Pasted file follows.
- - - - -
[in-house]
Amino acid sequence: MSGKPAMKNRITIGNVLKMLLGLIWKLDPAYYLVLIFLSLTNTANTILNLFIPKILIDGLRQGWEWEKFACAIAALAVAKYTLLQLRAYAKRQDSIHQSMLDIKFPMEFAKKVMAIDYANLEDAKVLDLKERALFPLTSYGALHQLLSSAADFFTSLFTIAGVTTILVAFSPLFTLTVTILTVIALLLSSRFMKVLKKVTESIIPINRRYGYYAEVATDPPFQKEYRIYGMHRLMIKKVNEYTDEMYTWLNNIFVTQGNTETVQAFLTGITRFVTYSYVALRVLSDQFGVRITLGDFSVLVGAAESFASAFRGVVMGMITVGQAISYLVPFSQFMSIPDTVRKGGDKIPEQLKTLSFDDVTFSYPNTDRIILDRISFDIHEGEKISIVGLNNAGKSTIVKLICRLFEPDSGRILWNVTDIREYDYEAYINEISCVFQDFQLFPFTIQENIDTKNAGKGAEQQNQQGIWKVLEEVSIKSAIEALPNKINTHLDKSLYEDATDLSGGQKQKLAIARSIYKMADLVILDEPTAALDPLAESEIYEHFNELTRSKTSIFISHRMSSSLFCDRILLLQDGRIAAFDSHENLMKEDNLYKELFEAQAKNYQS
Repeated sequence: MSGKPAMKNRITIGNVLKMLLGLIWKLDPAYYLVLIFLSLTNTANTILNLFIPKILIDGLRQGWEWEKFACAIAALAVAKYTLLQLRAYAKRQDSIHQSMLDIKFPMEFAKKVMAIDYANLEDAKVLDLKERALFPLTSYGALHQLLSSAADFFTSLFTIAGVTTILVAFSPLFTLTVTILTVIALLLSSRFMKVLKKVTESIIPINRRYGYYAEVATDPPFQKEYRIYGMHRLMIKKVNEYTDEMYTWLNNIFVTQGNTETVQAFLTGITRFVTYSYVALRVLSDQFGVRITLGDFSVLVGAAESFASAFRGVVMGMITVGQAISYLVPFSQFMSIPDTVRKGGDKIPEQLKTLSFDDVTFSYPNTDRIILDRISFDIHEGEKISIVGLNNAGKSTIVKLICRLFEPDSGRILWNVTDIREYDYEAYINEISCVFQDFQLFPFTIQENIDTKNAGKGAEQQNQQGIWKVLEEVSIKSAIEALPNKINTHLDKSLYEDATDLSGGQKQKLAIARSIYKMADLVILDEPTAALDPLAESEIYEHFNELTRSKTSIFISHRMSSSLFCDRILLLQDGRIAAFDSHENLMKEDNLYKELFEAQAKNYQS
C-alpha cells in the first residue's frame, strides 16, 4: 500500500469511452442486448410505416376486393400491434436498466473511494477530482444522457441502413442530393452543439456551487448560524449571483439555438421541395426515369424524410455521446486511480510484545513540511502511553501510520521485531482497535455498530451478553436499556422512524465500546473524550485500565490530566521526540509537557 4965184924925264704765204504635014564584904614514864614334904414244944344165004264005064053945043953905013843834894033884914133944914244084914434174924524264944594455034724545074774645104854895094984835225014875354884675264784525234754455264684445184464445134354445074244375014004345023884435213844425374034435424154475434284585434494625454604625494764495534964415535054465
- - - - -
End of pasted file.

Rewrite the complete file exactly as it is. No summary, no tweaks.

[in-house]
Amino acid sequence: MSGKPAMKNRITIGNVLKMLLGLIWKLDPAYYLVLIFLSLTNTANTILNLFIPKILIDGLRQGWEWEKFACAIAALAVAKYTLLQLRAYAKRQDSIHQSMLDIKFPMEFAKKVMAIDYANLEDAKVLDLKERALFPLTSYGALHQLLSSAADFFTSLFTIAGVTTILVAFSPLFTLTVTILTVIALLLSSRFMKVLKKVTESIIPINRRYGYYAEVATDPPFQKEYRIYGMHRLMIKKVNEYTDEMYTWLNNIFVTQGNTETVQAFLTGITRFVTYSYVALRVLSDQFGVRITLGDFSVLVGAAESFASAFRGVVMGMITVGQAISYLVPFSQFMSIPDTVRKGGDKIPEQLKTLSFDDVTFSYPNTDRIILDRISFDIHEGEKISIVGLNNAGKSTIVKLICRLFEPDSGRILWNVTDIREYDYEAYINEISCVFQDFQLFPFTIQENIDTKNAGKGAEQQNQQGIWKVLEEVSIKSAIEALPNKINTHLDKSLYEDATDLSGGQKQKLAIARSIYKMADLVILDEPTAALDPLAESEIYEHFNELTRSKTSIFISHRMSSSLFCDRILLLQDGRIAAFDSHENLMKEDNLYKELFEAQAKNYQS
Repeated sequence: MSGKPAMKNRITIGNVLKMLLGLIWKLDPAYYLVLIFLSLTNTANTILNLFIPKILIDGLRQGWEWEKFACAIAALAVAKYTLLQLRAYAKRQDSIHQSMLDIKFPMEFAKKVMAIDYANLEDAKVLDLKERALFPLTSYGALHQLLSSAADFFTSLFTIAGVTTILVAFSPLFTLTVTILTVIALLLSSRFMKVLKKVTESIIPINRRYGYYAEVATDPPFQKEYRIYGMHRLMIKKVNEYTDEMYTWLNNIFVTQGNTETVQAFLTGITRFVTYSYVALRVLSDQFGVRITLGDFSVLVGAAESFASAFRGVVMGMITVGQAISYLVPFSQFMSIPDTVRKGGDKIPEQLKTLSFDDVTFSYPNTDRIILDRISFDIHEGEKISIVGLNNAGKSTIVKLICRLFEPDSGRILWNVTDIREYDYEAYINEISCVFQDFQLFPFTIQENIDTKNAGKGAEQQNQQGIWKVLEEVSIKSAIEALPNKINTHLDKSLYEDATDLSGGQKQKLAIARSIYKMADLVILDEPTAALDPLAESEIYEHFNELTRSKTSIFISHRMSSSLFCDRILLLQDGRIAAFDSHENLMKEDNLYKELFEAQAKNYQS
C-alpha cells in the first residue's frame, strides 16, 4: 500500500469511452442486448410505416376486393400491434436498466473511494477530482444522457441502413442530393452543439456551487448560524449571483439555438421541395426515369424524410455521446486511480510484545513540511502511553501510520521485531482497535455498530451478553436499556422512524465500546473524550485500565490530566521526540509537557 4965184924925264704765204504635014564584904614514864614334904414244944344165004264005064053945043953905013843834894033884914133944914244084914434174924524264944594455034724545074774645104854895094984835225014875354884675264784525234754455264684445184464445134354445074244375014004345023884435213844425374034435424154475434284585434494625454604625494764495534964415535054465